Safe as Houses
How did the Israeli economy come through the global economic crisis in such good shape, having suffered relatively little damage? This question has emerged as a standard item in every conversation conducted during a visit to the UK and Ireland – and I expect the same to be the case on the other side of the pond. Whether in academic seminars or lectures, or in discussions with analysts in financial institutions, or even in informal conversations with people even vaguely aware of developments in the Israeli economy, the glaring discrepancy between the impact of the crisis/ recession on the world in general and the UK and Ireland in particular, on the one hand, and Israel on the other, up, attracts everyone’s attention and demands explanation.
Explanations are, indeed, not lacking. After all, that is what economists are best at – ex post explanations of what happened and why. One set of explanations, by now nicely packaged by the Bank of Israel and the Treasury into a slick presentation of “how we got it right and why we’re so clever”, puts the emphasis on policy measures taken before and during the crisis that helped the Israeli economy avoid several potential dangers and disasters, and also enabled it to navigate through the storm without capsizing. There is much truth in this analysis – as there must be, because it takes a lot more than mere luck to generate such a superior result.
However, highlighting “what we did right” is only part of the picture. No less important, and quite possibly more so, is “what we didn’t do wrong”. It is more difficult to make people see and appreciate the importance of not doing wrong and stupid things, because what didn’t happen is literally invisible. But it is easier to identify and highlight these “negative” achievements, when others – in fact most others – did do what we didn’t do, and suffered mightily as a result.
There is a quite a list of these “negative” achievements. The Israeli public did not bury itself in debt; Israeli banks did not adopt progressively laxer lending standards, to facilitate throwing money at people patently unable to repay the loans they took; the Israeli financial system never adopted securitization and therefore never generated its own “weapons of financial mass destruction”; and so on. Each of these represents a very valid and hence important point that turned out to be an “achievement”, albeit of a negative nature because it was something that was NOT done – but that can be appreciated by comparing Israel to countries where these things WERE done.
There is, though, a negative achievement that goes back much further and is much more deeper-rooted in the long-term success of the Israeli economy – and conversely, a feature that has long existed in other economies and that has caused huge long-term damage. This is the existence of tax breaks for household mortgages. In the US, UK, Ireland and Australia, to name but a few, government policy has for many decades sought to promote home-ownership and has encouraged this by allowing households to deduct the cost of their mortgage from their taxes. The scope and the details of this incentive vary enormously between countries, but the principle has been long-enshrined. The result has been the systematic skewing of the economy in the direction of investment in bricks and mortar. Americans, Britons, Irish and Australians sank a disproportionately large share of their savings, and came to hold a similarly large share of their wealth, in residential housing – but this was entirely rational behaviour, because the tax system had been rigged to encourage them to do so.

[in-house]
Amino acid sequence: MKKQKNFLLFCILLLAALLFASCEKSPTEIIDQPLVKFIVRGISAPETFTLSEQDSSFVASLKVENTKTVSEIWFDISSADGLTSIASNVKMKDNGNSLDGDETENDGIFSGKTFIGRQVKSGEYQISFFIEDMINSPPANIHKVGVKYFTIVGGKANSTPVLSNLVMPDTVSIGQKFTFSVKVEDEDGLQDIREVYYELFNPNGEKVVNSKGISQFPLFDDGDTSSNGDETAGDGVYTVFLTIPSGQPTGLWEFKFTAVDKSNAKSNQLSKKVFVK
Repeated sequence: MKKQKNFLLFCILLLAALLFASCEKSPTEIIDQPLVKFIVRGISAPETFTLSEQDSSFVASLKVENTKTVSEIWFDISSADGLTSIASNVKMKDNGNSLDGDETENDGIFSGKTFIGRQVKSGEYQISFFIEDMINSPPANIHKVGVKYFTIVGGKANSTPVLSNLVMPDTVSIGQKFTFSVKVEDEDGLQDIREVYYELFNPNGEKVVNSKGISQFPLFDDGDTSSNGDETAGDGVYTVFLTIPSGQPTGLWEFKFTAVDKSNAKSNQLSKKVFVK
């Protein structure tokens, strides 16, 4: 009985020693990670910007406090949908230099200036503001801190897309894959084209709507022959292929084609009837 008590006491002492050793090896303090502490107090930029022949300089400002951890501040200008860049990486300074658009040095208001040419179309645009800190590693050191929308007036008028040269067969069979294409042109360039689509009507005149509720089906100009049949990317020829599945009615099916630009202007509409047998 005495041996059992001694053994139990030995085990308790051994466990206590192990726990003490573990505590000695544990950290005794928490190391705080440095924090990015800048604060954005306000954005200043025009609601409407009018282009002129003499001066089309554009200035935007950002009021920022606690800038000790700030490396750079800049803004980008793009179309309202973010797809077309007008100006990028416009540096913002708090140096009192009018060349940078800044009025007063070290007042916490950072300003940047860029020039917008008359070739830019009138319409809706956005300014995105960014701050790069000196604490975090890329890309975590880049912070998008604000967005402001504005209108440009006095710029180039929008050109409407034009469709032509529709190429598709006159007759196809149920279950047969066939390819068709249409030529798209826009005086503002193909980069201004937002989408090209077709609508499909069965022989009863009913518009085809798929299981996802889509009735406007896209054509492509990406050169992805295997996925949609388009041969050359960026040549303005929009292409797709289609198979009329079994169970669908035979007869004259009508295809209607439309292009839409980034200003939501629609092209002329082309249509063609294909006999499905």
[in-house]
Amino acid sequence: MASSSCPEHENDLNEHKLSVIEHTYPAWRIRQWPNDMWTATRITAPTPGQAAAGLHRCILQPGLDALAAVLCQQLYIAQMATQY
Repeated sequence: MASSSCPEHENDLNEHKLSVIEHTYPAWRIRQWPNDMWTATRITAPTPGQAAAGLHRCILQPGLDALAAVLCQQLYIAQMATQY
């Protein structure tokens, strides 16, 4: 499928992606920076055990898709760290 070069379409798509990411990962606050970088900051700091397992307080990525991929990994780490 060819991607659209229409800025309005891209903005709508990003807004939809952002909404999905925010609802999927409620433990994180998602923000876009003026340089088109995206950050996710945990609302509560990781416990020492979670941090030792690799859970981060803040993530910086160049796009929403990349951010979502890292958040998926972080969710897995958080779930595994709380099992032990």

In the 10-15 years prior to 2007, various forces combined to create a property mania – which, by definition, is an irrational phenomenon — in these (and other) countries. The inevitable crash has left Ireland as the worst-hit country. The national obsession with real-estate has left the banking system bankrupt and the entire economy in shambles. To stave off massive cuts in the country’s bloated public sector, the government has effectively sold the country to the EU, but its citizens are nevertheless facing a very bleak future. At the other end of the spectrum is Australia, which actually escaped recession this year and is seemingly far-removed from bankruptcy, bail-out and the other curses of the recent crisis. But the reality is that the Australian economy has been sold to China, to help assuage the emerging giant’s voracious appetite for raw materials. This allows Australia to maintain its rich-country lifestyle, but the cost of the public’s ongoing channeling of its savings into housing – a non-productive asset, par excellence — has helped prevent Australia becoming a technology-driven economy of the likes of Singapore and Taiwan.
Or Israel. The contribution made to the Israeli economy by the absence of a tax-break on residential mortgages is very difficult to quantify, but it is certainly enormous. Every so often, a minister or Prime Minister suggests enacting one, but fortunately nothing has ever come of these initiatives – probably because the Treasury mandarins quietly kill them. That is the ultimate “negative achievement”, because the day any such law passes will mark the beginning of the end of the Israeli economic miracle.